“WORLD War Flu”, read the screaming headline in UK’s The Sun newspaper yesterday. Notorious for sensationalising stories, The Sun may have just got it right this time though as the planet could be facing a pandemic of global proportions at the start of a new decade.

The novel coronavirus, a mysterious new strain first detected in Wuhan, China, has infected 600 plus people and killed 17.

The death toll continues to rise with the virus detected in 25 cities in China.

Other countries which have detected the highly contagious virus include Taiwan, Japan, Thailand, South Korea and lately the United States and Macau.

The stringent checks via thermal scans at the Kuala Lumpur International Airport (KLIA) as well as other airports around the country, is an indication that Malaysia is scrambling to prevent an outbreak of this contagious disease.

Coronaviruses are named for the spikes that protrude from their membranes, which resemble the sun’s corona.

Our neighbour Singapore is investigating three people that have been hospitalised and quarantined.

They were recently in China and are exhibiting symptoms associated with the novel coronavirus.

Symptoms of infection include a high fever, difficulty in breathing and lung lesions.

Milder cases may resemble the flu or a bad cold, making detection very difficult.

The incubation period – the time from exposure to the onset of symptoms – is believed to be about two weeks.

The novel coronavirus can infect both animals and humans and in Wuhan, initial investigations revealed that the first cases were linked to workers at a market that sold live fish, animals and birds.

But Chinese scientists now believe that the virus is capable of spreading from person to person, increasing fears of a worldwide epidemic.

Thankfully, we have not detected any cases in Malaysia yet. Health authorities say some 300,000 passengers have already been screened at KLIA .

“Some have recorded high body temperature readings but none were linked to the virus,” said deputy health minister Dr Lee Boon Chye.

Even so, Dr Lee urged individuals who have been to China within the last 14 days and are having fever, cold or pneumonia to visit the nearest healthcare centre, where health officials have been instructed to be on high alert and take appropriate action to address the situation.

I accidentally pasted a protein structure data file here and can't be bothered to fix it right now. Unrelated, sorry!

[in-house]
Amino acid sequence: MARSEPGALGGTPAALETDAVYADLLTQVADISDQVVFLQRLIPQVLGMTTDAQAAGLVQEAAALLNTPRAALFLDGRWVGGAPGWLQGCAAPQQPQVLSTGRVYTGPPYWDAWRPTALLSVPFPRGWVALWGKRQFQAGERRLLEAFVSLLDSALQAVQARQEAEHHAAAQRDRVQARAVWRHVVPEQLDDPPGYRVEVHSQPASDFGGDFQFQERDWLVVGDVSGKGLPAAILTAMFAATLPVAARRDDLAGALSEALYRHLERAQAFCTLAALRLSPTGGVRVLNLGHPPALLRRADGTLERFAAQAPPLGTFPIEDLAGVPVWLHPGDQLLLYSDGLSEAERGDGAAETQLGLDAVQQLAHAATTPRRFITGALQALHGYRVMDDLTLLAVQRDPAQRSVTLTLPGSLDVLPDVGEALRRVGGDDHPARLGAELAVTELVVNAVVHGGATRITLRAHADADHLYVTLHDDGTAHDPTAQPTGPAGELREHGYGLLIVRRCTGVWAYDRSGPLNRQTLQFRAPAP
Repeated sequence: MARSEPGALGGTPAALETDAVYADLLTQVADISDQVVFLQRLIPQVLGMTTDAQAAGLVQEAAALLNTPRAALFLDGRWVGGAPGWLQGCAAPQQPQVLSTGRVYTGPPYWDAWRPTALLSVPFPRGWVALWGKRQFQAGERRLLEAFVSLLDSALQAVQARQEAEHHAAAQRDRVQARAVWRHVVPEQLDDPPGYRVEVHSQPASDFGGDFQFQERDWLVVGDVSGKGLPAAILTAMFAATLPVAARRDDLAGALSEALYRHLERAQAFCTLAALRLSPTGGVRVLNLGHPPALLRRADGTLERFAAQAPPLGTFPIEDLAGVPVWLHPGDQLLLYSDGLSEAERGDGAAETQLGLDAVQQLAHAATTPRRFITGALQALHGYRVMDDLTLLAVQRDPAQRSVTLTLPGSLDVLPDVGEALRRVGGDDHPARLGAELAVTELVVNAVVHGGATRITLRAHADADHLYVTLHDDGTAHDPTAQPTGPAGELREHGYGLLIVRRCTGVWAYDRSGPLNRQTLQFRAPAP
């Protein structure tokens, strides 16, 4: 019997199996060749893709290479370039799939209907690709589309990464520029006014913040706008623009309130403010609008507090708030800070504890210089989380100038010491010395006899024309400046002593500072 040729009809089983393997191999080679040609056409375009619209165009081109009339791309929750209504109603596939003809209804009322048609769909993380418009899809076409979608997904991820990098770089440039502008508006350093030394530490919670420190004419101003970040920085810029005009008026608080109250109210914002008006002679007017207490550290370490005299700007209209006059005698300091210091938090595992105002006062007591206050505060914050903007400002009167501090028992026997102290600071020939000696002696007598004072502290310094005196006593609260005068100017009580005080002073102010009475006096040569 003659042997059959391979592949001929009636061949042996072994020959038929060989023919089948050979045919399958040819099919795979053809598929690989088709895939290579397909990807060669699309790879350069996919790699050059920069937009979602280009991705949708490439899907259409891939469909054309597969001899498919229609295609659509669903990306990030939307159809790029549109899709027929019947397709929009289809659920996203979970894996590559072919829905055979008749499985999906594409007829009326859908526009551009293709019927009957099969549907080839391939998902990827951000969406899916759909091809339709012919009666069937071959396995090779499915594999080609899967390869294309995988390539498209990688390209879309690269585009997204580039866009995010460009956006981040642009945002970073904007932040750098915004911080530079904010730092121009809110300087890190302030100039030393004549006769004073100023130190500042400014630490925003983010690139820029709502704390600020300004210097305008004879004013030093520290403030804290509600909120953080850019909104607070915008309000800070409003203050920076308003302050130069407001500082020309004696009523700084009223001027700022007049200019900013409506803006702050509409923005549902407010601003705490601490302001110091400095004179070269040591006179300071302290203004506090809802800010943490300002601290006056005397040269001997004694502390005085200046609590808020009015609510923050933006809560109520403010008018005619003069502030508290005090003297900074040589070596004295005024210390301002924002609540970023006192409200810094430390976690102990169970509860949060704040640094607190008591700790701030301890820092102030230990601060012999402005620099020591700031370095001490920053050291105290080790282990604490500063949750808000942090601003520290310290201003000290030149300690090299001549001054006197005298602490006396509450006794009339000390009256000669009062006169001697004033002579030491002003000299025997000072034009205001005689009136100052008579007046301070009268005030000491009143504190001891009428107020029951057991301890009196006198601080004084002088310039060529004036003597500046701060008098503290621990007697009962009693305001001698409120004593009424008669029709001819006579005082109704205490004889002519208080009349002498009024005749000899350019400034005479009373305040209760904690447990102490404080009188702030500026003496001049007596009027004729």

The Ministry of Health has taken steps to improve screening at all entry points to the country but our porous borders are a cause for concern.

As our neighbouring countries (Thailand has confirmed four cases) are affected, the risk of this strain “jumping borders” increases daily.

I doubt the MOH has the manpower to monitor every airport, air, land and sea entry point.

This needs a concerted effort by the Home Affairs Ministry (via the Immigration Department), the Civil Aviation Authority (CAAM) and even the army if necessary.

More importantly, time is of the essence. As more cases around the world are announced daily, Malaysian authorities should step up efforts to prevent the novel coronavirus from being transmitted here.

As it is, health authorities are already swamped with dealing with cases of dengue (all-time high), the re-emergence of polio and tuberculosis, H1N1 in Sabah and the spike of influenza incidences.

One has to ask why the sudden deluge of infectious, viral diseases in Malaysia?

Access to cheap and affordable air travel could be one reason as the rise of budget airlines has enabled more people in Malaysia and the region to travel easily.

This could be the reason we are seeing diseases from the 70s and 80s like TB, polio and typhoid making a comeback.

These disease are prevalent in poorer countries and foreign workers who arrive in Malaysia without proper health screenings could be carriers.

Health screenings at our borders must be made compulsory now. We have to be vigilant because the novel coronavirus should not be taken lightly.

Scientists have compared it to SARS that killed nearly 800 people across mainland China and Hong Kong between 2002 and 2003.

China is already in a public health crisis amid fears that the strain may mutate and further spread. It has now effectively shut down the epicentre of the virus.

Wuhan is in lockdown mode. All transportation to and from the city have been suspended. And no one from this city of 11 million will be allowed to leave.

The Chinese authorities said that the measures in Wuhan were needed to “effectively cut off the transmission of the virus, resolutely curb the spread of the epidemic, and ensure the safety and health of the people”.

Sale of live poultry has been banned and the mayor has cancelled public activities and gatherings during the Chinese New Year holiday.

The lunar festivities are the biggest concern because hundreds of millions of Chinese will criss-cross the country, exacerbating the crisis. The public have been advised to avoid densely populated areas.

And as the infection spreads, the World Health Organisation (WHO) stopped just short of declaring the Wuhan outbreak as a public health emergency.

Calling it “an evolving and complex situation”, it’s director-general said an expert committee would convene to discuss more evidence from its teams on the ground.

But some other countries have not waited for WHO’s findings to act now.

North Korea has banned all tourists into the country.

With Malaysia actively promoting VM2020, this would be an unthinkable step for us to take. The travel and economic backlash would cost us potentially billions.

But certain steps must be taken immediately. Screening at our airports for tourists from Wuhan may be inadequate.

Flights to and from the Chinese city should be suspended, at least until we can be sure the coronavirus outbreak is contained.

By Brian Martin.